There is an inverse relationship between the advancement of technology in America and the academic achievement of students in government run schools. If all influences were equal we would expect the exact opposite. Advanced technology should make it easier for students to excel. I can appreciate the value of rapid Internet searches of today compared to the many hours I spent in college libraries in the 1960s while working on graduate degrees.
A recent international study of 15-year olds revealed that math scores of students from the United States rank number 25 compared to 33 other nations. Unfortunately, miserable performances by students schooled in the United States has become commonplace for the past 30 years or so. Do you remember Goals 2000, written in 1989? Take a look at goal 5.
Goal 5. By the year 2000, United States will be first in the world in mathematics and science achievement.
No additional commented needed on Goal 5.
Hand-held electronic calculators came on the scene in the early seventies. Forty-one years ago I began teaching at a college in Missouri, and one of the first shocks I received was the fact that some college students could not compute simple math problems with pencil and paper; they needed a calculator! I had a sick feeling that America was headed for trouble. I wish that gut feeling had been wrong.
By now, we all know the drill; student scores are low, lets pump more money into the system, and while we are at it, let’s start some more school reform programs. As TV’s Dr. Phil would ask, “How’s that working out for you?” The sad truth is that more money for schools has been just like the advanced technology; more money has not made needed change. In fact we seem to have another inverse relationship of more money and poorer performance.
My interest has always led me to ask, “Why?” For those readers who wish to know why, then I suggest you study the history of our schools for at least the last 100 years, 200 would be better. I have been conducting that type study intermittently for the past 25 years. In short, a sinister movement has been afoot to undermine Christianity, the family, and freedom in America, and to morph our country into something that more nearly resembles some second-rate country. Abraham Lincoln said, “The philosophy of the classroom is the philosophy of the government in the next generation.” And many of us collectively sigh, “Lord help us.”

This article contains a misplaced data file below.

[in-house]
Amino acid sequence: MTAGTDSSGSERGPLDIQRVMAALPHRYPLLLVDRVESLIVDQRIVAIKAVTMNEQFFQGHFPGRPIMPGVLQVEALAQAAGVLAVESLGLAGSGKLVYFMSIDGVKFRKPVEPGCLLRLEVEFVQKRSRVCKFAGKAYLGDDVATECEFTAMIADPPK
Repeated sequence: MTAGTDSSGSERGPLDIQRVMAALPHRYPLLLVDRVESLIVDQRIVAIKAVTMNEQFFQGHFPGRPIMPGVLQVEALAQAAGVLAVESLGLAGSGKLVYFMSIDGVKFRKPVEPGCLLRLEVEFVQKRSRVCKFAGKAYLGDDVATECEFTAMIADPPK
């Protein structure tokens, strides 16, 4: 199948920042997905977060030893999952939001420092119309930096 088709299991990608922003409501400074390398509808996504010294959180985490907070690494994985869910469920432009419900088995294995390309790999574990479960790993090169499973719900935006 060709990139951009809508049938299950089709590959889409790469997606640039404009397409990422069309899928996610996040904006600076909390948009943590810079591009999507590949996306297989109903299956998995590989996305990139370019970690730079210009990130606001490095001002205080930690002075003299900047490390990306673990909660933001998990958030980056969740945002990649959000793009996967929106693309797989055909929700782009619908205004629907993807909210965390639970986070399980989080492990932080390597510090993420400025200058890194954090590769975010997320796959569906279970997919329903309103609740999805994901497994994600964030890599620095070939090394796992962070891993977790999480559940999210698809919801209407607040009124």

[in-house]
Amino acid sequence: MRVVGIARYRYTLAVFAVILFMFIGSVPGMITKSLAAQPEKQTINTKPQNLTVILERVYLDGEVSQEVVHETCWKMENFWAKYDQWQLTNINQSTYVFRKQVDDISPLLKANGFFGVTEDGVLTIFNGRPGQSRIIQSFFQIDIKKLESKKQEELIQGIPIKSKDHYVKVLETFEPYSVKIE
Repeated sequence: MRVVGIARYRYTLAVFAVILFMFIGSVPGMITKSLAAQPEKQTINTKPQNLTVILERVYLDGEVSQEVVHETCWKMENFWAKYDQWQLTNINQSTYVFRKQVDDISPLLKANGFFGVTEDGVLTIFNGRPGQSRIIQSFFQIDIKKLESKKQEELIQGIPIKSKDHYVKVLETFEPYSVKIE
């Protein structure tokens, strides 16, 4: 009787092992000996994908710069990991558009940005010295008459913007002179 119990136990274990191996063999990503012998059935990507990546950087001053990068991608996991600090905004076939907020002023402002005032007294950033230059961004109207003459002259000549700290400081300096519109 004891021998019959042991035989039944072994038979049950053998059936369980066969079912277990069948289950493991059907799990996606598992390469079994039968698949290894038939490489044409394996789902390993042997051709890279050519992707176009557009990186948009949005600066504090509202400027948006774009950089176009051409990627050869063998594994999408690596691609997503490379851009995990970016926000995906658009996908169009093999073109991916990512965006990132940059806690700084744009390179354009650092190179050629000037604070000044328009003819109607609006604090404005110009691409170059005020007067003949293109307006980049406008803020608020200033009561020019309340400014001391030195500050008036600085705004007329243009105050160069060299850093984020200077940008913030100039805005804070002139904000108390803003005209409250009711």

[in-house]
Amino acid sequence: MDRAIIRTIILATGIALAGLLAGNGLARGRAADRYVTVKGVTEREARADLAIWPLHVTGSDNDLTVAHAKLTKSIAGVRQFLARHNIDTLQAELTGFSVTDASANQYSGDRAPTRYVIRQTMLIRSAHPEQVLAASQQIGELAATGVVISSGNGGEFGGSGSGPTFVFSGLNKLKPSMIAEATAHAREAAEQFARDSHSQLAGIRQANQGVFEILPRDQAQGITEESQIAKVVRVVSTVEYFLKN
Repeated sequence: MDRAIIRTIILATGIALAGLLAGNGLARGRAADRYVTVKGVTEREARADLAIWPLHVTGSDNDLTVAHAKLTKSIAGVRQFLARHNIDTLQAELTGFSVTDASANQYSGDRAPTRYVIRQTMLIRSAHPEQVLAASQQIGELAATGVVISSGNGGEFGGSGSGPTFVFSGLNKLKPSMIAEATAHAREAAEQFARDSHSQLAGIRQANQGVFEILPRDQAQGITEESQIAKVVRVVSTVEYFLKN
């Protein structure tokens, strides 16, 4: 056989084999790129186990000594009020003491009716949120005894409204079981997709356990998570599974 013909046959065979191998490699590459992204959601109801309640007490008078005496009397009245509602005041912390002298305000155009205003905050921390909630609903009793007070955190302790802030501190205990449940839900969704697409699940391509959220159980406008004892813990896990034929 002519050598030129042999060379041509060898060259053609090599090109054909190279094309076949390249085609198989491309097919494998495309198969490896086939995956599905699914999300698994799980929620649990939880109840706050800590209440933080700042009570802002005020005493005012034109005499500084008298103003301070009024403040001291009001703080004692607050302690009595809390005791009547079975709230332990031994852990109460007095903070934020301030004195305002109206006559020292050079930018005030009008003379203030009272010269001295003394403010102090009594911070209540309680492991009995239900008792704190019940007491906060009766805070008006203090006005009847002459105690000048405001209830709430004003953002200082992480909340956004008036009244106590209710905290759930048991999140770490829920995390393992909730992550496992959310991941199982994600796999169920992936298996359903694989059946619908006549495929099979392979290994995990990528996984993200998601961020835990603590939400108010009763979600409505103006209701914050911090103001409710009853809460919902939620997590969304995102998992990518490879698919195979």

Charlotte Iserbyt became a committed whistleblower after serving as Senior Policy Advisor in the U.S. Department of Education during the first Reagan Administration. A book written by Iserbyt, Deliberate Dumbing Down of America, gives volumes of information from documents by educators, politicians, and foundations like Carnegie and Rockefeller that show clearly how and why we changed for the worse, and that it was intentional! The first edition (1999) was 700 plus pages. The revised and abridged 2011 edition is a mere 461 pages. The original can be downloaded free online. Just to be clear, the foundations like Carnegie funded programs to deliberately undermine America’s foundational principles.
The evolution of education in America from having the greatest schools in the world to that of having some of the worst will not be reversed until we first learn why we are failing. If we don’t learn why we have failed, then another school reform idea will likely be worthless. That would be analogous to getting radical drug treatment from a family physician after he misdiagnosed your health problem. Personally I am not for throwing more taxpayer money on the schoolroom wall to see if any of it sticks.